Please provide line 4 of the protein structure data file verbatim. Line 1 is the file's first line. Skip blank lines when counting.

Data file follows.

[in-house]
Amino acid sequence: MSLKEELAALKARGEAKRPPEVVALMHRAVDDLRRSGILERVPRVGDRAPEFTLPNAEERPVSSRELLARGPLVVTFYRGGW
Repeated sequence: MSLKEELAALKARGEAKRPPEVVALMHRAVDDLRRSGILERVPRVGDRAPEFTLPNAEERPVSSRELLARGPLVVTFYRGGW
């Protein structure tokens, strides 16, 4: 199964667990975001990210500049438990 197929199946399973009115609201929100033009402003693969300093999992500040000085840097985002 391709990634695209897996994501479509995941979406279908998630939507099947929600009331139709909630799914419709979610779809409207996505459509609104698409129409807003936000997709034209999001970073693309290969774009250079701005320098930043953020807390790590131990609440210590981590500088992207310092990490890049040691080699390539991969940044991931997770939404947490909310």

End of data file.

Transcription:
């Protein structure tokens, strides 16, 4: 199964667990975001990210500049438990 197929199946399973009115609201929100033009402003693969300093999992500040000085840097985002 391709990634695209897996994501479509995941979406279908998630939507099947929600009331139709909630799914419709979610779809409207996505459509609104698409129409807003936000997709034209999001970073693309290969774009250079701005320098930043953020807390790590131990609440210590981590500088992207310092990490890049040691080699390539991969940044991931997770939404947490909310």